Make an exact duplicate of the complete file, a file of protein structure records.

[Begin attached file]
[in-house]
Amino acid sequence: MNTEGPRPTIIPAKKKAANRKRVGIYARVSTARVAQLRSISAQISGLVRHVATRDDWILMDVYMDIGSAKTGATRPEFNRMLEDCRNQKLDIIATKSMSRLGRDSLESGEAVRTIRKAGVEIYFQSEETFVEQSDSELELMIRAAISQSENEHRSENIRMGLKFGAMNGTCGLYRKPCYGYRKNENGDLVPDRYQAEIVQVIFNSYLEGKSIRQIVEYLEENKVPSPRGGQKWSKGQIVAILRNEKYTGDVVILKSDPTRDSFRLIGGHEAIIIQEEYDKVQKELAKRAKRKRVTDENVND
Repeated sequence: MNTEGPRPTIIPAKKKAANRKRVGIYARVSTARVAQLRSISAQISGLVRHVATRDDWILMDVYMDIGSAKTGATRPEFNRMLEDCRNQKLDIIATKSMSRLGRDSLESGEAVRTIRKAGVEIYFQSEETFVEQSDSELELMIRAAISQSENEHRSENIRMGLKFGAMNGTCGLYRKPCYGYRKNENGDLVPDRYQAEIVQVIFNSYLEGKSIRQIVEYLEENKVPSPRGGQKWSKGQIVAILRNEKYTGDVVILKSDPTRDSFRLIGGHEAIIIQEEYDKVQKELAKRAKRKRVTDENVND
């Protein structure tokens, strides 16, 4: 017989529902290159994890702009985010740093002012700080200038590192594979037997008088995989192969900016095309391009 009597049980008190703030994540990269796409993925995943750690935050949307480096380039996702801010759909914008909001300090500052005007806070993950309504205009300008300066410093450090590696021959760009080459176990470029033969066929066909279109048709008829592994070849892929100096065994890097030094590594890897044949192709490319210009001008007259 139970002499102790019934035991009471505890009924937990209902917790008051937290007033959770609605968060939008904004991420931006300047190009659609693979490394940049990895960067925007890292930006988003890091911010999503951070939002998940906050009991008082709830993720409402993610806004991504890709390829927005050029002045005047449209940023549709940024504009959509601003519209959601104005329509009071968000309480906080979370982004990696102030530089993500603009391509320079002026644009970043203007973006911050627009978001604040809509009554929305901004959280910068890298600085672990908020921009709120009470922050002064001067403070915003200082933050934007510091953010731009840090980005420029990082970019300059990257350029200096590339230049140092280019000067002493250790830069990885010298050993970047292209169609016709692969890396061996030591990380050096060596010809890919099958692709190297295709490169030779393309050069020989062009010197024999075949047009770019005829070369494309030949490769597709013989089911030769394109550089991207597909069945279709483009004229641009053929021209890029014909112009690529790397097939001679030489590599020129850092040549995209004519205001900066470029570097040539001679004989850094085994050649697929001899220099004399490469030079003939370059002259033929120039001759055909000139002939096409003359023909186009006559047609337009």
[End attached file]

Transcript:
[in-house]
Amino acid sequence: MNTEGPRPTIIPAKKKAANRKRVGIYARVSTARVAQLRSISAQISGLVRHVATRDDWILMDVYMDIGSAKTGATRPEFNRMLEDCRNQKLDIIATKSMSRLGRDSLESGEAVRTIRKAGVEIYFQSEETFVEQSDSELELMIRAAISQSENEHRSENIRMGLKFGAMNGTCGLYRKPCYGYRKNENGDLVPDRYQAEIVQVIFNSYLEGKSIRQIVEYLEENKVPSPRGGQKWSKGQIVAILRNEKYTGDVVILKSDPTRDSFRLIGGHEAIIIQEEYDKVQKELAKRAKRKRVTDENVND
Repeated sequence: MNTEGPRPTIIPAKKKAANRKRVGIYARVSTARVAQLRSISAQISGLVRHVATRDDWILMDVYMDIGSAKTGATRPEFNRMLEDCRNQKLDIIATKSMSRLGRDSLESGEAVRTIRKAGVEIYFQSEETFVEQSDSELELMIRAAISQSENEHRSENIRMGLKFGAMNGTCGLYRKPCYGYRKNENGDLVPDRYQAEIVQVIFNSYLEGKSIRQIVEYLEENKVPSPRGGQKWSKGQIVAILRNEKYTGDVVILKSDPTRDSFRLIGGHEAIIIQEEYDKVQKELAKRAKRKRVTDENVND
């Protein structure tokens, strides 16, 4: 017989529902290159994890702009985010740093002012700080200038590192594979037997008088995989192969900016095309391009 009597049980008190703030994540990269796409993925995943750690935050949307480096380039996702801010759909914008909001300090500052005007806070993950309504205009300008300066410093450090590696021959760009080459176990470029033969066929066909279109048709008829592994070849892929100096065994890097030094590594890897044949192709490319210009001008007259 139970002499102790019934035991009471505890009924937990209902917790008051937290007033959770609605968060939008904004991420931006300047190009659609693979490394940049990895960067925007890292930006988003890091911010999503951070939002998940906050009991008082709830993720409402993610806004991504890709390829927005050029002045005047449209940023549709940024504009959509601003519209959601104005329509009071968000309480906080979370982004990696102030530089993500603009391509320079002026644009970043203007973006911050627009978001604040809509009554929305901004959280910068890298600085672990908020921009709120009470922050002064001067403070915003200082933050934007510091953010731009840090980005420029990082970019300059990257350029200096590339230049140092280019000067002493250790830069990885010298050993970047292209169609016709692969890396061996030591990380050096060596010809890919099958692709190297295709490169030779393309050069020989062009010197024999075949047009770019005829070369494309030949490769597709013989089911030769394109550089991207597909069945279709483009004229641009053929021209890029014909112009690529790397097939001679030489590599020129850092040549995209004519205001900066470029570097040539001679004989850094085994050649697929001899220099004399490469030079003939370059002259033929120039001759055909000139002939096409003359023909186009006559047609337009």